Might just be a funny news coincidence, except for the fact that both these articles have a TxDOT AND Brazos County tie. First, on Chet Edwards.
A project that could ease local road congestion may be in store for an economic boost.
U.S. Representative Chet Edwards announced he has secured $600,000 for the Brazos Valley Transportation Management Center. The center is a partnership between Bryan, College Station, Brazos County and the Texas Transportation Institute to study ways to reduce road congestion and plan for future growth in the area.
"Reducing congestion is a safety, quality of life, and economic development issue in Brazos County, and I am thrilled my request for important transportation investments was approved," said Edwards. "I want to commend local leaders in Brazos County for requesting support for this important project.”
The $600,000 will help complete the project when added to the $400,000 Edwards secured in 2005.
Officials say the Brazos Valley Transportation Management Center could become a national model for easing congestion in communities similar in size to Bryan -College Station.
Then, there was THIS article. Brazos County Officials Officially Want Trans Texas Corridor
The possible addition of two superhighways to Brazos County has local officials wanting inclusion in a state study.
The Bryan-College Station Metropolitan Planning Organization Policy Committee is joining both cities and the county to encourage the Texas Department of Transportation to include Brazos County in a proposed feasibility study of the Trans Texas Corridor 69 highway.
TxDot approved $2 million dollars to conduct the study. Currently, Brazos County is not included in the study's target area. At Wednesday's MPO meeting a formal resolution was read stating Brazos County officials' desire for that to change.
MPO's chairman, Charles Sippial said the county's inclusion could provide an easier avenue into BCS and the county, by way of the proposed Interstate 14 project, should it be built.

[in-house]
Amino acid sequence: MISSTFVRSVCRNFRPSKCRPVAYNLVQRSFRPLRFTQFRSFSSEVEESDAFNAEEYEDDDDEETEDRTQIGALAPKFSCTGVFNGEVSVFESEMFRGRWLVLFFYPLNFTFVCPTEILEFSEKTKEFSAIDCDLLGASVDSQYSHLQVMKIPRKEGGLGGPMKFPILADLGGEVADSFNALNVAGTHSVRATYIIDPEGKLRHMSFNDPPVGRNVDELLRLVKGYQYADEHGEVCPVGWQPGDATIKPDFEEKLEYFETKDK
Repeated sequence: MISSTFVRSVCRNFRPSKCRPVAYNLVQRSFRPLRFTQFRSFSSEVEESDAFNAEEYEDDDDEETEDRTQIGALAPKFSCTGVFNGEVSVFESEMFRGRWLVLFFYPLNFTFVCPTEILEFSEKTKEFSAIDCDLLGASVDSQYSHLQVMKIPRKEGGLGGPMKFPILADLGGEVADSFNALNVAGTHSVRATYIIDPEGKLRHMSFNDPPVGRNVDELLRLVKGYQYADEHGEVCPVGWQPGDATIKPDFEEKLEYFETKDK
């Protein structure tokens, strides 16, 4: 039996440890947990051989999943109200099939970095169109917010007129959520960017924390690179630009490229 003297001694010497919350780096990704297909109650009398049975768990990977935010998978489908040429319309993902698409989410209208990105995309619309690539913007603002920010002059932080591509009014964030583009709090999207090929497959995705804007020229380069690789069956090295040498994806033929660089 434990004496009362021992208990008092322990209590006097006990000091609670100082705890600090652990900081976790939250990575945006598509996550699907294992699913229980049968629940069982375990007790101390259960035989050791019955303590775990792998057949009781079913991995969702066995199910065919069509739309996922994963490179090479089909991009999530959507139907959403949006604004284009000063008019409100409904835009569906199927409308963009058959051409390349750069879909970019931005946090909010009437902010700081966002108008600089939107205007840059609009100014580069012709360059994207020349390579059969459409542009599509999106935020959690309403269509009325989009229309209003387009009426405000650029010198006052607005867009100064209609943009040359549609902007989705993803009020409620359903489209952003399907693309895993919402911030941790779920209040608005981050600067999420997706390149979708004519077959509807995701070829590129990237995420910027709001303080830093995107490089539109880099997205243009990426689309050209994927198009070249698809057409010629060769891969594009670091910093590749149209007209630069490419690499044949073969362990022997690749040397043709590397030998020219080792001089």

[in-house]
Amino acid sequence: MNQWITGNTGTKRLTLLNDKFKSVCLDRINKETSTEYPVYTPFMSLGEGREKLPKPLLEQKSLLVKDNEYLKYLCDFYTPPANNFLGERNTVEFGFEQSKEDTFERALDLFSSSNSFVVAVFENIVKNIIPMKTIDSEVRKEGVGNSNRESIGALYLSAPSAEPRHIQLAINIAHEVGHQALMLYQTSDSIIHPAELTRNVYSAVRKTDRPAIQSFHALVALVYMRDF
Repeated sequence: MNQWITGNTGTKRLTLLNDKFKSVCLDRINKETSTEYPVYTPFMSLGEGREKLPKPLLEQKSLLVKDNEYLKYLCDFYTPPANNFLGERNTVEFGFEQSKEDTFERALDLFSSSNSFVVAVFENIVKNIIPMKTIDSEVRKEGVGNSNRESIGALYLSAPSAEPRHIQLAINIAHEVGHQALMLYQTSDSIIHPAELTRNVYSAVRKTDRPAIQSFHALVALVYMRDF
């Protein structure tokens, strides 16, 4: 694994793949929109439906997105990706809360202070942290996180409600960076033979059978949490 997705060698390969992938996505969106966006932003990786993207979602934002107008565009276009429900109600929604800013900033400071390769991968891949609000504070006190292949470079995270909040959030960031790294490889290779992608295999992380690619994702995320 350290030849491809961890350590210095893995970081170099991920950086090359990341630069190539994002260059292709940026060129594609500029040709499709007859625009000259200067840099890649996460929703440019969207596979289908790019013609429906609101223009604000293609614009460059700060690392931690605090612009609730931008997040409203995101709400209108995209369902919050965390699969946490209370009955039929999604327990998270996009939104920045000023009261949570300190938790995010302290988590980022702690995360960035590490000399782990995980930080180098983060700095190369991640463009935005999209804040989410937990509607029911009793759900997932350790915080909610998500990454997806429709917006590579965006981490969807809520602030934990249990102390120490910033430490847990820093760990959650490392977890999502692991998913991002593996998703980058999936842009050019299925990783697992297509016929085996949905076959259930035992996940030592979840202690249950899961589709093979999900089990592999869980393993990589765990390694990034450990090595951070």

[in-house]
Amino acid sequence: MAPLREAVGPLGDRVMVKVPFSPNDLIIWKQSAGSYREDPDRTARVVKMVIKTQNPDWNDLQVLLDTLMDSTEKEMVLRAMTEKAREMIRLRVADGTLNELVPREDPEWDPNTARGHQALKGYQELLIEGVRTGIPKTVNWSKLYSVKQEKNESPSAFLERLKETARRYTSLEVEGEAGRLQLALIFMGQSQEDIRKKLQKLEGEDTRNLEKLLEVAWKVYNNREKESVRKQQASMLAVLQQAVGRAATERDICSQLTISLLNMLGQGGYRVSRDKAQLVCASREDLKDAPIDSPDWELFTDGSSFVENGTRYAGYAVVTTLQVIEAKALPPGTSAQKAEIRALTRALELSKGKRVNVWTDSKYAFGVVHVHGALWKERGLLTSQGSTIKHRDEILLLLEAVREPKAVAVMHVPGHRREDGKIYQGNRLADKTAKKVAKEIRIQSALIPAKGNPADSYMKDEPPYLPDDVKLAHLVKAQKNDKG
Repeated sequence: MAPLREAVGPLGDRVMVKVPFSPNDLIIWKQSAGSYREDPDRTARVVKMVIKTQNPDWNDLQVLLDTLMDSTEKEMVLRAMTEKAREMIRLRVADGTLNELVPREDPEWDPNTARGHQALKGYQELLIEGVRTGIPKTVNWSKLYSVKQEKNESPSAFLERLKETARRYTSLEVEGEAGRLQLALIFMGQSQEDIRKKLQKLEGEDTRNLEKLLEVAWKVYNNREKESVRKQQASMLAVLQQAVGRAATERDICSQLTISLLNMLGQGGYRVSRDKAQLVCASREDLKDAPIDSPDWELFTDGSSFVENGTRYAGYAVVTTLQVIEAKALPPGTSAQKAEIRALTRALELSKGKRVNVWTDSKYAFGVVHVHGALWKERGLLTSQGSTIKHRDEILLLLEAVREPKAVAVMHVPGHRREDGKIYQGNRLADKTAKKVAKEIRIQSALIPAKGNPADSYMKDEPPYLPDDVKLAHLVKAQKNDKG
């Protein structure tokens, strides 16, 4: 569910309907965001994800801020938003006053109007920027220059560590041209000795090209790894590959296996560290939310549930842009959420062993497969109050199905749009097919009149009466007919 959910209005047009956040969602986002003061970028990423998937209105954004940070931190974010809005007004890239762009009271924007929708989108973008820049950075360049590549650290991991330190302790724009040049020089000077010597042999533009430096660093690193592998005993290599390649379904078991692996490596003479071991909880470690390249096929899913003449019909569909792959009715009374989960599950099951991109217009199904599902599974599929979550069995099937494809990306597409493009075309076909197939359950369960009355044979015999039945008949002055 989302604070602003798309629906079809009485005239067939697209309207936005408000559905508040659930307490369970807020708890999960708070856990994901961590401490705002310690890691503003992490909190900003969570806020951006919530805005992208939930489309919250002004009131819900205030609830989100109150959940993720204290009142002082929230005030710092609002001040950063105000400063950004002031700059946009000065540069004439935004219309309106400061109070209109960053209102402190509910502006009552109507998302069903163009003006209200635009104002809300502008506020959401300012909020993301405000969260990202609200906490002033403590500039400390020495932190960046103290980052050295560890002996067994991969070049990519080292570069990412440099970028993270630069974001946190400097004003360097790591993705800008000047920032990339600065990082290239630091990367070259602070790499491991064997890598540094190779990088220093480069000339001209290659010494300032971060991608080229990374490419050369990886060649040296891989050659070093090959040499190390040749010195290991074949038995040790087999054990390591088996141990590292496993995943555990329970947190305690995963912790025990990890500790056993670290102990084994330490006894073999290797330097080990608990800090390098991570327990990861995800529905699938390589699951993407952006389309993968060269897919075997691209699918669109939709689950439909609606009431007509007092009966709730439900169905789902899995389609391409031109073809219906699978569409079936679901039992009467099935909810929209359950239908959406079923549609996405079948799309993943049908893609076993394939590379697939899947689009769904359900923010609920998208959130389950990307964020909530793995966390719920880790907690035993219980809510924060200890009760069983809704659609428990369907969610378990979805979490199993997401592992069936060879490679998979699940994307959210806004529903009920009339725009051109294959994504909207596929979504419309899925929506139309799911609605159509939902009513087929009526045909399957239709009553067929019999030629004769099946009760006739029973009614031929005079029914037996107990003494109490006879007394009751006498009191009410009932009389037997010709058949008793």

"What an interstate provides is ease of accessibility of the university to other places within the state and outside of the state," Sippial said.
Um. It's a friggin TOLL road.
The TTC-69, is a part of the total Trans Texas Corridor, would link Mexico to Canada. Interstate 14 is a proposed highway from Austin to Myrtle Beach, South Carolina that will run into the TTC-69 and already existing interstates.
The proposal has drawn strong opposition from several area counties including Grimes, Waller, Washington and Robertson.
Wonder what Chet Edward's official position on the Trans Texas Corridor is?
As far as reading how the Brazos Valley bigwigs think about the TTC, here's a TxDOT meeting from 2004.
MR. HAPP: Thank you, Judge. I am John Happ; I serve on the city council for the City of College Station; I am the council's chairman of the Transportation Committee; I'm the director of Easterwood Airport, Texas A&M University's Airport; and I'm vice-chair of the Texas High Speed Rail and Transportation Corporation.
The judge has just mentioned that our area has both urban and rural infrastructure needs, and this is truly amazing considering the significant investment that the state has in Texas A&M University. It is no secret that A&M is the economic engine that drives our local economy, but it needs to be noted that A&M contributes significantly to the economy of the state. In addition to being a Sea and Space Grant university, the 127-year-old institution is the oldest land grant university in the state of Texas. Combined, Texas A&M University and Blinn College serve more than 55,000 undergraduate and graduate students, the majority of whom have a permanent address outside of the Brazos Valley region.